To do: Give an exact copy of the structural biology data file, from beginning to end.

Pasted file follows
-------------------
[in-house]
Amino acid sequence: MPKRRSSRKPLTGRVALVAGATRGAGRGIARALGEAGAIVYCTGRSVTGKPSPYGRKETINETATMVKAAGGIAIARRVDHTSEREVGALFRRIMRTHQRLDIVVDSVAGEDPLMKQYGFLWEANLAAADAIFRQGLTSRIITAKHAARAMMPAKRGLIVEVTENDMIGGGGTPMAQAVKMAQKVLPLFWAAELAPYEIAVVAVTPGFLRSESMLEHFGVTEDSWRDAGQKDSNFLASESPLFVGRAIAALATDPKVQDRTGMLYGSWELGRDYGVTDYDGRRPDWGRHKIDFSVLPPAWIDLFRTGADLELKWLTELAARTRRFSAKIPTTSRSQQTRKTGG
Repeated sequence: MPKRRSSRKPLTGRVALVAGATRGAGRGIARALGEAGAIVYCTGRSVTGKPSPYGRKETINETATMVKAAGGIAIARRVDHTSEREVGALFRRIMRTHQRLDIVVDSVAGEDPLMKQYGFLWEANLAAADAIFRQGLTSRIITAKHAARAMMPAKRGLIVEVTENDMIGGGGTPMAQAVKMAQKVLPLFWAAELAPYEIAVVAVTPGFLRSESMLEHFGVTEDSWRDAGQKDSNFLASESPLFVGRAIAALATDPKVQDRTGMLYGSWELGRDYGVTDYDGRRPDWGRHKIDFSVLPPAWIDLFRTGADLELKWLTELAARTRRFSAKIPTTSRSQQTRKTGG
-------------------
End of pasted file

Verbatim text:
[in-house]
Amino acid sequence: MPKRRSSRKPLTGRVALVAGATRGAGRGIARALGEAGAIVYCTGRSVTGKPSPYGRKETINETATMVKAAGGIAIARRVDHTSEREVGALFRRIMRTHQRLDIVVDSVAGEDPLMKQYGFLWEANLAAADAIFRQGLTSRIITAKHAARAMMPAKRGLIVEVTENDMIGGGGTPMAQAVKMAQKVLPLFWAAELAPYEIAVVAVTPGFLRSESMLEHFGVTEDSWRDAGQKDSNFLASESPLFVGRAIAALATDPKVQDRTGMLYGSWELGRDYGVTDYDGRRPDWGRHKIDFSVLPPAWIDLFRTGADLELKWLTELAARTRRFSAKIPTTSRSQQTRKTGG
Repeated sequence: MPKRRSSRKPLTGRVALVAGATRGAGRGIARALGEAGAIVYCTGRSVTGKPSPYGRKETINETATMVKAAGGIAIARRVDHTSEREVGALFRRIMRTHQRLDIVVDSVAGEDPLMKQYGFLWEANLAAADAIFRQGLTSRIITAKHAARAMMPAKRGLIVEVTENDMIGGGGTPMAQAVKMAQKVLPLFWAAELAPYEIAVVAVTPGFLRSESMLEHFGVTEDSWRDAGQKDSNFLASESPLFVGRAIAALATDPKVQDRTGMLYGSWELGRDYGVTDYDGRRPDWGRHKIDFSVLPPAWIDLFRTGADLELKWLTELAARTRRFSAKIPTTSRSQQTRKTGG